Ditching Paper Signatures: Are All Electronic Alternatives Equal?

More than 90% of the world’s digital data has been generated within the last two years. Everything around us is moving faster. Our on-demand, in-an-instant mindset has zero tolerance for bandwidth limitations and mobility constraints. And then, we suddenly find ourselves facing a stack of paper that should have been signed yesterday…

Paper might be dying, but the tried and true process of ‘printing to sign’ continues to linger. In fact, according to a recent ALM Media online reader survey on signature-dependent processes and the use of digital signatures, 49% of all documents are printed for the sole purpose of adding signatures. And with 47% of respondents signing documents at least four times per week, you can quickly figure out what that means in terms of wasted resources, precious time, and money. Speaking of time, the survey also revealed that processes involved with obtaining physical signatures were extended by 1.24 days on average, spelling potential disaster for time-sensitive transactions.

ALM survey_DS efficiency

Fortunately, electronic signatures are making an impact on the industry and allowing us to skip the “print-sign-scan or mail” process in favor of faster and more efficient approaches. In fact, the ALM survey indicates that 52% of surveyed corporate counsel and small, medium and large firms are either already using an electronic signature solution or plan to implement one in the next 12 months. That’s good news for the paperless office and process automation advocates. But take note: not all electronic signatures are created equal. Here’s a little story of why (and why you should care).

What’s in a name?

Though often used interchangeably, the terms “electronic signature” and “digital signature” describe two very different technologies.

Electronic signatures can be as basic as a typed name or a scanned image of a handwritten signature that is attached to an electronic document. As you can imagine, because they lack the required measures for preventing forgery and information tampering, electronic signatures can be very problematic in terms of maintaining security and integrity.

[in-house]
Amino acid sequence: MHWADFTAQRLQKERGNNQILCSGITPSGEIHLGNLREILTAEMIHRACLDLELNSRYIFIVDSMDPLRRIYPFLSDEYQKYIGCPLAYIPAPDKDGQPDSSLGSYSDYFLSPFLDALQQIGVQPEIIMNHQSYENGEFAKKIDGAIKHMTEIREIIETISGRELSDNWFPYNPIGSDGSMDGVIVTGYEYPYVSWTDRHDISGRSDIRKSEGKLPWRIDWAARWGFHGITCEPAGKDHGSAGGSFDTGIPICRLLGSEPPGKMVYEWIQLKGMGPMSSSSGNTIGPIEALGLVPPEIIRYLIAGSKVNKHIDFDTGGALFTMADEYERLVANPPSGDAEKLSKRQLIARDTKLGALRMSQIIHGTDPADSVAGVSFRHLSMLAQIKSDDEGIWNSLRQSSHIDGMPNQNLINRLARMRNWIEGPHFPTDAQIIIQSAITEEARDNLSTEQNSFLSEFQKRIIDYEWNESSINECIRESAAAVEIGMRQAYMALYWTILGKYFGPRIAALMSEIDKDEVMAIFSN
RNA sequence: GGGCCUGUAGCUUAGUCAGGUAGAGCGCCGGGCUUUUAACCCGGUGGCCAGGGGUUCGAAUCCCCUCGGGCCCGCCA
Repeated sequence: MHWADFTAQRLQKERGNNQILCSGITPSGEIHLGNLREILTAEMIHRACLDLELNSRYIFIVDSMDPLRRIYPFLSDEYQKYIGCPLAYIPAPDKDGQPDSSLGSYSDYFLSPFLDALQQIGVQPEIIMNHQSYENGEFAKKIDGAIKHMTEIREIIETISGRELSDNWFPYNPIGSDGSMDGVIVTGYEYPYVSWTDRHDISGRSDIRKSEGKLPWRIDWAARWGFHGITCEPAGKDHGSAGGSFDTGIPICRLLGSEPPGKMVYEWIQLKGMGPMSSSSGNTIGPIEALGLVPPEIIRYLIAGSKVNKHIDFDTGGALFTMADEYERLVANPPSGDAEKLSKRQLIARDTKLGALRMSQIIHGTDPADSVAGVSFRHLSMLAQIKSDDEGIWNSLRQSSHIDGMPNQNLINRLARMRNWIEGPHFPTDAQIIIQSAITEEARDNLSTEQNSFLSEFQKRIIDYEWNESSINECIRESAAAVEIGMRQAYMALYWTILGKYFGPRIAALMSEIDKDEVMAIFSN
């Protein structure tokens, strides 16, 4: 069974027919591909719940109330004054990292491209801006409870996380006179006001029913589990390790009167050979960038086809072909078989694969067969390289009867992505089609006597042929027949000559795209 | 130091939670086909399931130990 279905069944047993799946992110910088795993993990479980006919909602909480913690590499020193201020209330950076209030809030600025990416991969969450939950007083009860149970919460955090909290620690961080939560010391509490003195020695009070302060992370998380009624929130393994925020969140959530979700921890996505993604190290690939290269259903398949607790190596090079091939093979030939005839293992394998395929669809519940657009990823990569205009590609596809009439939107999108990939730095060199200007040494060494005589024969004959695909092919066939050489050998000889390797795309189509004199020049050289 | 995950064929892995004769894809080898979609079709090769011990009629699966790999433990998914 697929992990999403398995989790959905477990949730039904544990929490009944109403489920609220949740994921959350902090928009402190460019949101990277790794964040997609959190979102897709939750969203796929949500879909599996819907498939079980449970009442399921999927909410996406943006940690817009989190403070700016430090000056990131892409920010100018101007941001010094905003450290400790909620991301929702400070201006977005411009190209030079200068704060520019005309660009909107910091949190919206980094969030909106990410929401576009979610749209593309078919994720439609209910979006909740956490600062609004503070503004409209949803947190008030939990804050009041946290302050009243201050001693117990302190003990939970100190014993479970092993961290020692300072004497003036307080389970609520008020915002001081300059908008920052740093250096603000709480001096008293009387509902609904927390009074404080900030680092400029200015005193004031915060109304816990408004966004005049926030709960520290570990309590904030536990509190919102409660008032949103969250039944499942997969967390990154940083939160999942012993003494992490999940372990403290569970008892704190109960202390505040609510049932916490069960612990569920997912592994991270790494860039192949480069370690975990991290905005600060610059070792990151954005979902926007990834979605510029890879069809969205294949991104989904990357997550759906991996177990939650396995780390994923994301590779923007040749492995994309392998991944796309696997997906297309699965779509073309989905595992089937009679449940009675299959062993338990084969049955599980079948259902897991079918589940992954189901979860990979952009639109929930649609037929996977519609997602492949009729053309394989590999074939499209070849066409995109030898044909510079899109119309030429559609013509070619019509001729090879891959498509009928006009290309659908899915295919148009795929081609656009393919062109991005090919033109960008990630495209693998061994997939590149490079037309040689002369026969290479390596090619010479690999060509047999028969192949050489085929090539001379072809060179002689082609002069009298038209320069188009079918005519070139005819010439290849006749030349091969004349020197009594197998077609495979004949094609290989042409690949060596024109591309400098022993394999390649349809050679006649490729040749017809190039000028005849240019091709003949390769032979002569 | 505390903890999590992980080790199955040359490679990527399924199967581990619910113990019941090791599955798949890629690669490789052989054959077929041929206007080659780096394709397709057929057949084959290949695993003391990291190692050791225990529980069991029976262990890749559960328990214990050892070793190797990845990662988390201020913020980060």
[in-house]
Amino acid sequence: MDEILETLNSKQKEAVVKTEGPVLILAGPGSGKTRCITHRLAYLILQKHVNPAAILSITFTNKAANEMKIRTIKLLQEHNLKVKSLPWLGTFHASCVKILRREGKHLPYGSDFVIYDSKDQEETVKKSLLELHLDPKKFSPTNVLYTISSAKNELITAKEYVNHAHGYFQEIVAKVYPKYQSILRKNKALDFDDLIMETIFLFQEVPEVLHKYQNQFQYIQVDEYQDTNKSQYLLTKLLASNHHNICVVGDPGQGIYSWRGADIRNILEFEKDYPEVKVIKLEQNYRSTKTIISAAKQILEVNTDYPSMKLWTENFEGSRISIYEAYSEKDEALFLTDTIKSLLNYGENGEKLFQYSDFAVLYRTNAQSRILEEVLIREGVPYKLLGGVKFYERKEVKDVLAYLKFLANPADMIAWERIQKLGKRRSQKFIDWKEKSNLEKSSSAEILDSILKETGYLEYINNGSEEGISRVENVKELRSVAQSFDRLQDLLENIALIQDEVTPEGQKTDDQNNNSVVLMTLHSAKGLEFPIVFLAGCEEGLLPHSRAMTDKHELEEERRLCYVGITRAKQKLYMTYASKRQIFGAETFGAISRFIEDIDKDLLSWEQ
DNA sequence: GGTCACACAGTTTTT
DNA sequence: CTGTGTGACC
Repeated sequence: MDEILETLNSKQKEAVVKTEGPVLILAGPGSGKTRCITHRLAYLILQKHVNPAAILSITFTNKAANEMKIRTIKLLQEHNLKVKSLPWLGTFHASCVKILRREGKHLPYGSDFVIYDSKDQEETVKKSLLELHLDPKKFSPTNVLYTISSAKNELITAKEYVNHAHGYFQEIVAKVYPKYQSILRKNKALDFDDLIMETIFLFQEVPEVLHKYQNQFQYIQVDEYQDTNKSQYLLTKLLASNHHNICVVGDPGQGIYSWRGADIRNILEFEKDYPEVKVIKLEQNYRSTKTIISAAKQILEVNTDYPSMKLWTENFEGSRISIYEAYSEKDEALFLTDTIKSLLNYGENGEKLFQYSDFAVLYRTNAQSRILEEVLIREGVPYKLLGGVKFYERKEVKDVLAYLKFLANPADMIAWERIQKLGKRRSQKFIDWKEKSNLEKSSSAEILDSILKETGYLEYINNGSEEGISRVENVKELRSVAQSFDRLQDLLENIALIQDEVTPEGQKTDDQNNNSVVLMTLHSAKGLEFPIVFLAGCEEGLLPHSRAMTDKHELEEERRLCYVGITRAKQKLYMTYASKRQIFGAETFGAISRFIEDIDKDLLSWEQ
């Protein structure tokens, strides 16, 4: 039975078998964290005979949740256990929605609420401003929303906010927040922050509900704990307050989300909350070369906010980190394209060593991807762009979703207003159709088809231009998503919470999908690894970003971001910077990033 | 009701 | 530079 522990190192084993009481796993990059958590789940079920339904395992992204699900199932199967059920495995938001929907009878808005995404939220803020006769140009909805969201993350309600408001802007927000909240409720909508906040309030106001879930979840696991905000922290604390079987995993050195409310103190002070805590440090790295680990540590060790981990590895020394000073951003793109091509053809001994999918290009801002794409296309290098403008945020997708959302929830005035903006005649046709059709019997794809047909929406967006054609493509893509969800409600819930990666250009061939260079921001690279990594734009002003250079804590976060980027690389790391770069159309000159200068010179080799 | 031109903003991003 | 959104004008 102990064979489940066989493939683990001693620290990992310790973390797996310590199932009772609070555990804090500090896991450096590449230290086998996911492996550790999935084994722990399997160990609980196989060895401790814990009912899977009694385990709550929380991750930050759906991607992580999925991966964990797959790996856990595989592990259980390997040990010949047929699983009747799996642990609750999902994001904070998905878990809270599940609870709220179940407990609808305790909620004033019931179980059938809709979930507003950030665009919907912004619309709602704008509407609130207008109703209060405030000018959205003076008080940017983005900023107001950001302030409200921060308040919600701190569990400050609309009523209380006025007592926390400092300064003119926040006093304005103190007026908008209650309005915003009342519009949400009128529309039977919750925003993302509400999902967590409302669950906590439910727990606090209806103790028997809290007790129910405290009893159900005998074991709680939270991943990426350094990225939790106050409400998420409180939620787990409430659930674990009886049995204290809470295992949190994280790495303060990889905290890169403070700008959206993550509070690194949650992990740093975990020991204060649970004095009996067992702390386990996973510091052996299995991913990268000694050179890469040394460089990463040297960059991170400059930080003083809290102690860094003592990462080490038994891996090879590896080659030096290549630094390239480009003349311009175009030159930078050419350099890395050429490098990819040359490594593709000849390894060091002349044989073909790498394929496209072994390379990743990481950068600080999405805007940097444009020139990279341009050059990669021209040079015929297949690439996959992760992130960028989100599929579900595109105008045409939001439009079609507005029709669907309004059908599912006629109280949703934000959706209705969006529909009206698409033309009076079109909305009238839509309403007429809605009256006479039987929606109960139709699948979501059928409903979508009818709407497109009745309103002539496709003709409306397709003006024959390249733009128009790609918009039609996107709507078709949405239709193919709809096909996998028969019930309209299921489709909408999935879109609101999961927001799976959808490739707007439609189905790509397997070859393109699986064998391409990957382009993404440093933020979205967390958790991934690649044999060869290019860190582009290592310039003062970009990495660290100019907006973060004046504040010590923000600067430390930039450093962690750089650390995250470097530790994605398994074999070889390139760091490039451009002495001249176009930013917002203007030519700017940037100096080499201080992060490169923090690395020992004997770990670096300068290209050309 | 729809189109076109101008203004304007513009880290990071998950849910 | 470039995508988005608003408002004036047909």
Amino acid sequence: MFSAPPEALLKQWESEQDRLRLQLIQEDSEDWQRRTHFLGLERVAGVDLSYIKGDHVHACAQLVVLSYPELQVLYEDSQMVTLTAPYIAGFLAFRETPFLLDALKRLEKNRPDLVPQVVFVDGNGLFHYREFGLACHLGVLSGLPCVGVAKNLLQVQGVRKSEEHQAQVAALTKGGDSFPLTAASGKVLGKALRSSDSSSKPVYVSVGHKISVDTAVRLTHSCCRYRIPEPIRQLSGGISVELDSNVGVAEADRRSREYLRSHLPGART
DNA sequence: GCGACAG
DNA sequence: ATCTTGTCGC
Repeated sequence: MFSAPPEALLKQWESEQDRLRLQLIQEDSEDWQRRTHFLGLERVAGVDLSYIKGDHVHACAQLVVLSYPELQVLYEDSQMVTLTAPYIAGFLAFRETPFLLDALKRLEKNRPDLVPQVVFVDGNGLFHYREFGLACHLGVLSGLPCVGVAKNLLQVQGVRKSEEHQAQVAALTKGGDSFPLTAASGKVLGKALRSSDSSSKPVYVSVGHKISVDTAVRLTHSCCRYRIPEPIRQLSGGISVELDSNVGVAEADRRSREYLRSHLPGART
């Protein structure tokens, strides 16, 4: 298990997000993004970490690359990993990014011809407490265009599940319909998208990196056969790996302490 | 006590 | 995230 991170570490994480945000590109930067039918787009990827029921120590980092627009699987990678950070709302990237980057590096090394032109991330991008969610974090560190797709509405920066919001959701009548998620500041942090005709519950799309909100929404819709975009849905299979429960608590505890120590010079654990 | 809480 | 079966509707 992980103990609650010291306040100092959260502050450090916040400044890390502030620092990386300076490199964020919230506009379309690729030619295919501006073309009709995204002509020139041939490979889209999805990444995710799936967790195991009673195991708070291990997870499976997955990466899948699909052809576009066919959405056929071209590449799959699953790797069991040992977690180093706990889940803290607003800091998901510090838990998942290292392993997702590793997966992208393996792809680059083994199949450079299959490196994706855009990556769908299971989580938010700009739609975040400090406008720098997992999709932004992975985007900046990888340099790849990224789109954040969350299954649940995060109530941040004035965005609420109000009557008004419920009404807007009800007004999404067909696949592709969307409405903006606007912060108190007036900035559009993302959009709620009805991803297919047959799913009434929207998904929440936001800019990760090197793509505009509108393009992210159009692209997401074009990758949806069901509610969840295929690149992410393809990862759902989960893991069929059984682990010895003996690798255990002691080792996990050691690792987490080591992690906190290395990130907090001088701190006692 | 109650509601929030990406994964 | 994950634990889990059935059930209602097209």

On the other hand, digital signatures, also known as standard or secure electronic signatures, provide the highest levels of security and represent openly vetted and peer-reviewed techniques that provide a higher level of confidence and reliability. By providing clear evidence that the signer’s identity is bound to the document and that the document was not altered after it was signed, the act of signing a document with a digital signature can transform any document into a legally enforceable record.

ALM Survey_DS factors

Unlike electronic signatures, digital signatures allow organizations to securely and responsibly automate signature-dependent processes.

6 Questions to Ask Now

Once you’ve decided to bring your signature-dependent processes to the 21st embracing automated signing solutions, what should you consider before making the choice between digital and electronic? Here are six topics to keep in mind:

  1. Can you natively sign the document formats (e.g., Word, Excel, PDF, etc.) that are already being used within your firm or law department, and will the native applications recognize and verify your digital/electronic signature?
  2. Does the signing solution make signing easy? A quick and intuitive signing process, which should take no more than a few seconds or 1-2 mouse clicks, will encourage broad and smooth user adoption.
  3. Does the digital signature work with existing content/workflow management systems? The right solution must seamlessly integrate with the electronic content/document management and/or workflow automation systems you’re currently using.
  4. Does it enable the firm to keep sensitive documents inside its secure IT domain? For security purposes, the digital signature solution should ensure that documents remain inside the firm’s domain and are never saved on external third-party servers. Solutions that require documents to be saved externally expose them to the risk of tampering, privacy compromises, and are subject to additional document collections and electronic discovery related rules.
  5. Does the solution give you complete control over its implementation? The digital signature solution should be able to adapt to your firm’s specific processes, technologies, user management systems and authentication requirements—not the other way around. This will enable you to easily manage your signers in the ways that best suit your internal governance policies and standard operating procedures. The solution should also readily integrate with your standard HR, IT, security and user-screening policies.
  6. Does it provide the ability to digitally sign via the web and mobile devices? Users must be able to digitally sign anytime and anywhere using any device, whether they are at the office on their PC, at home on their tablet, or in court using a mobile device. The right solution should enable everyone—including partners, clients and others—to digitally sign their documents without having to install software.

There’s a lot more to know about digital signatures, so stick around for next month’s article, where we’ll explore specific use cases in our “Digital Signatures at Work” post.

About Eliya Fishman

Eliya Fishman
Eliya Fishman is the Legal Market Manager at ARX, provider of the CoSign digital signature solution. She in charge of market strategy, marketing tactics and everything in between. In previous positions she managed the marketing and technical copywriting at ARX and at other high-tech companies.

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  • Paul Spitz

    Good overview, thanks!!